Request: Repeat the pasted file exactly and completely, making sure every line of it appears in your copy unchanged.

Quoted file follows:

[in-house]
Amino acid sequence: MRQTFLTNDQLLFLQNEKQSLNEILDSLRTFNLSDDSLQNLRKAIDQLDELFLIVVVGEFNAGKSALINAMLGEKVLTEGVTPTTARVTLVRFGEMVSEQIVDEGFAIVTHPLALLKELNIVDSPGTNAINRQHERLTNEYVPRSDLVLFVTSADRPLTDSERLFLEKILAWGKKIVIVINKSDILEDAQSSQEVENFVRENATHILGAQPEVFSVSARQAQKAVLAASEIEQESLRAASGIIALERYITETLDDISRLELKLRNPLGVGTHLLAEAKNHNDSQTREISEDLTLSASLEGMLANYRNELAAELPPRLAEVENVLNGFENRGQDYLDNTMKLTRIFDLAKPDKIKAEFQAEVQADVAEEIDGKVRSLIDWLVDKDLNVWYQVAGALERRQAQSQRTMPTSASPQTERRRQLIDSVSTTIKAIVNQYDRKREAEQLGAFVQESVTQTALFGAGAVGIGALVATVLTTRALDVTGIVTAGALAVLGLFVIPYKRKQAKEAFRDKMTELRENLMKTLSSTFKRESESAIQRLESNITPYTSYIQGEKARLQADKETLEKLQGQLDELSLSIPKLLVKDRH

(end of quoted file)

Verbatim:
[in-house]
Amino acid sequence: MRQTFLTNDQLLFLQNEKQSLNEILDSLRTFNLSDDSLQNLRKAIDQLDELFLIVVVGEFNAGKSALINAMLGEKVLTEGVTPTTARVTLVRFGEMVSEQIVDEGFAIVTHPLALLKELNIVDSPGTNAINRQHERLTNEYVPRSDLVLFVTSADRPLTDSERLFLEKILAWGKKIVIVINKSDILEDAQSSQEVENFVRENATHILGAQPEVFSVSARQAQKAVLAASEIEQESLRAASGIIALERYITETLDDISRLELKLRNPLGVGTHLLAEAKNHNDSQTREISEDLTLSASLEGMLANYRNELAAELPPRLAEVENVLNGFENRGQDYLDNTMKLTRIFDLAKPDKIKAEFQAEVQADVAEEIDGKVRSLIDWLVDKDLNVWYQVAGALERRQAQSQRTMPTSASPQTERRRQLIDSVSTTIKAIVNQYDRKREAEQLGAFVQESVTQTALFGAGAVGIGALVATVLTTRALDVTGIVTAGALAVLGLFVIPYKRKQAKEAFRDKMTELRENLMKTLSSTFKRESESAIQRLESNITPYTSYIQGEKARLQADKETLEKLQGQLDELSLSIPKLLVKDRH